I’ve prepared the following reflection on Preston Sprinkle’s new book, Fight: A Christian Case for Nonviolence as part of the Patheos Book Club.
I have been thinking a lot lately about the question of our response to the violence of this world as self-proclaimed followers of Jesus. Perhaps my thoughts have gone down that path because of my recent trip to Israel and the West Bank or maybe it is all the reading I am doing to prepare to preach on the text in Judges 4 and 5 as part of our series at Calvary on “The Men of Judges“. But as I finished up my reading of Regina M Schwarz’s book The Curse of Cain I jumped at the chance to read Preston Sprinkle’s new book.
As I opened it and read the first few pages, my initial response was, “Oh, I’m not going to like this…” But that response was totally off-base. While I cannot say that I agree with everything (or even most of) what is contained in the pages of Fight: A Christian Case for Nonviolence, there is much to respect and much to ponder here. Sprinkle takes on one of the most difficult aspects of the relationship between faith and secular society, specifically, how faith informs our attitudes toward and participation in the violence of the world that surrounds us. He gives this question a very thoughtful and faith-based examination. Diving into the massive undertaking of examining this issue from a Biblical standpoint, Sprinkle maintains an inquisitive and respectful tone throughout despite taking a firm stance against the standard American Evangelical pro-war, pro-militaristic themes.
That’s right. Sprinkle comes out eloquently on the side of nonviolence as the only possible response for those who call themselves followers of Christ:
We are called to be different, to give our allegiance to Jesus’ not-of-this-world kingdom. Worldly kingdoms flex their muscles to rule the earth; Jesus kneels to wash feet. Gentiles lord it over other people; Christians become servants to everyone. Rome crucifies those who threaten its power; Jesus endures crucifixion as a pathway to resurrection glory (pg. 128).
His analysis starts carefully, with a very specific definition of just what Sprinkle means by violence, taken from the work of ethicists Glen Stassen and Michael Westmoreland-White: “Violence is destruction to a victim by means that overpower the victim’s consent (pg. 31).” He focuses most specifically on physical violence and even more narrowly on that physical violence that occurs in the context of war (mostly). His premise that human society evolves in its ability to understand and live to the ethical standards demanded by God, and that God, being forgiving and all embracing, just deals with that by taking what improvement He can get from us in each generation is an interesting one, but I think, serves to let humanity too much off the hook. He does a good service by placing the tales of violence in Deuteronomy and Judges well within their cultural context; I lose him a bit when he compares the Israelites conquest of the Canaanites to the type of purge of the ungodly that God undertook with the Deluge. And theologically I just can’t embrace his heavily Christological interpretation of Isaiah nor the idea that the coming of the Kingdom of God on Earth will look a lot like the Eden humankind abandoned by eating the apple. But the careful placing of Jesus in His own historical context, that of Jewish rebellion under the Maccabees and the constant violent response to Roman oppression of His own day and the early days of the Christian faith is to the point. Sprinkle gets just how radical Jesus’ message was, and is for us today:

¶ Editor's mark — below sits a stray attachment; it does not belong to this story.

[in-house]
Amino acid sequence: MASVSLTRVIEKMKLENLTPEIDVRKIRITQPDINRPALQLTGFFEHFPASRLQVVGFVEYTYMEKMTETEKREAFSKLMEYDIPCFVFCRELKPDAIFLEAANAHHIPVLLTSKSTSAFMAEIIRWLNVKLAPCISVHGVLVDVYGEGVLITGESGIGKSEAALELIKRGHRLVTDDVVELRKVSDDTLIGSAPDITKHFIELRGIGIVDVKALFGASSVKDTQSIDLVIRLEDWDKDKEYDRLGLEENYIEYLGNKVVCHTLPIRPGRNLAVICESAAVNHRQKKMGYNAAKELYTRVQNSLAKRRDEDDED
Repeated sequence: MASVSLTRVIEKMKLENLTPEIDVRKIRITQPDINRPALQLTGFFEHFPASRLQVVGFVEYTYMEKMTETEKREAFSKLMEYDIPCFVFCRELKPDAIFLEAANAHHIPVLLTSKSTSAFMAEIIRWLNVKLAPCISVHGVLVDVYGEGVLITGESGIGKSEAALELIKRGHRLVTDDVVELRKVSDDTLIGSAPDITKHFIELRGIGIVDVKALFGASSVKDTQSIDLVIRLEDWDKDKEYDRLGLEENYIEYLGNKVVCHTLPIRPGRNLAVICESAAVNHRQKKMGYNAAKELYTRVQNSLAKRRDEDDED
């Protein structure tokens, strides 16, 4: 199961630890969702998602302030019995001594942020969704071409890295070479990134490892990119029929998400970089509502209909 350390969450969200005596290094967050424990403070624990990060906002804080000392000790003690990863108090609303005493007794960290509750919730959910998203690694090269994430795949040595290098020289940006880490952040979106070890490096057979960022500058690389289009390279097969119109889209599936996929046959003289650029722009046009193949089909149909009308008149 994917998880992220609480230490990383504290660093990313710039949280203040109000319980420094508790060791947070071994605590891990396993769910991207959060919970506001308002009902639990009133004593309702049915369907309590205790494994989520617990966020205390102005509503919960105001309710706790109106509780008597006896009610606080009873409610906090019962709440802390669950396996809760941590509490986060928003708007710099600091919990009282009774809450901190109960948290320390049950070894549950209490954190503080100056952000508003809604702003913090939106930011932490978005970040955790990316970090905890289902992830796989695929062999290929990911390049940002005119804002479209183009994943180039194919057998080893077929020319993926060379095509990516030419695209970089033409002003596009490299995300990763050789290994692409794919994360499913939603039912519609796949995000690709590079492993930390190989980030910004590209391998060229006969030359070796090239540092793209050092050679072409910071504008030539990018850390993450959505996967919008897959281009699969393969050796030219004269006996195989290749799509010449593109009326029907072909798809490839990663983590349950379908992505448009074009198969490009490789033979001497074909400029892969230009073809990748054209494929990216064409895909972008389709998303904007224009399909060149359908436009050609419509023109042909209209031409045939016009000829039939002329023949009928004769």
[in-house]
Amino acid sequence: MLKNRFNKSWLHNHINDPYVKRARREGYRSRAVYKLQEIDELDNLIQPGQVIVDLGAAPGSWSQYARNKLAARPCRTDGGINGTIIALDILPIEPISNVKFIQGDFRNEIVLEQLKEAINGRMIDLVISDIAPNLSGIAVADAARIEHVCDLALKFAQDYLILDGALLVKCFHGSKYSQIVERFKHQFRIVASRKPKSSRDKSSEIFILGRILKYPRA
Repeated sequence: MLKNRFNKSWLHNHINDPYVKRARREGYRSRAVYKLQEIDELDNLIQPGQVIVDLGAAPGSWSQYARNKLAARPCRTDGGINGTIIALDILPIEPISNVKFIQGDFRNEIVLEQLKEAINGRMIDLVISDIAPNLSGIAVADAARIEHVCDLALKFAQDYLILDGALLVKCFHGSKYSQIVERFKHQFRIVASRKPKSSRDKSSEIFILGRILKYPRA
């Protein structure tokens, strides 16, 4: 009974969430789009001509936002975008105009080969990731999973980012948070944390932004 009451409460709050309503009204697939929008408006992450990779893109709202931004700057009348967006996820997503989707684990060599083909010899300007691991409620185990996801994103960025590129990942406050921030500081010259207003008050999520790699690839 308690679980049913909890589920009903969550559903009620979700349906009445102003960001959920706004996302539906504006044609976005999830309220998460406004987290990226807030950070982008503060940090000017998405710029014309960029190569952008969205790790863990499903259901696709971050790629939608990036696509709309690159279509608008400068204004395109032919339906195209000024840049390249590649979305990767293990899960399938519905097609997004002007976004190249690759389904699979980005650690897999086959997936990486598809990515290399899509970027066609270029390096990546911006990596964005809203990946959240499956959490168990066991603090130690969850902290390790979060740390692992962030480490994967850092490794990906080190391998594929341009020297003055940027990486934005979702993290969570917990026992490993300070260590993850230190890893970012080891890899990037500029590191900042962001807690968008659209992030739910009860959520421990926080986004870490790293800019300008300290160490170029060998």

Jesus takes a familiar Old Testament command (“Love your neighbor as yourself”) and stretches it to its limits. The Old Testament commanded Israel to love their neighbors (i.e. fellow Jews) and to care for outsiders. However, the law never explicitly commanded Israelites to love their enemies and pray for their persecutors. Jesus therefore takes the law’s incremental steps to the top of the mountain, and the mountaintop looks a lot like Eden. The Old Testament allowed Israel to use violence against their enemies (in some circumstances), but this wasn’t the ideal. Loving your enemies is the ideal. It’s no wonder that this command became the most-often-quoted verse during the first four centuries of the Christian church (p. 142).
In the end, what I like most about this book is this: Sprinkle is not afraid to ask ALL the questions about this difficult topic — everything from what did war look like in the ancient world to should America follow Ancient Israel’s war policy to what about Hitler to what do you do when someone breaks into your house to kill your family — and he struggles to answer each of them from a Biblical context. And if necessary, he lets one question force him to ask more questions. And he is seems to be okay with not having all the answers.
It is a very good thing that people of faith are willing to ask questions and live without answers. That is what theology is all about, after all. And it is time for all of us to take the kind of look at the role of violence in our human society that this author has been willing to take.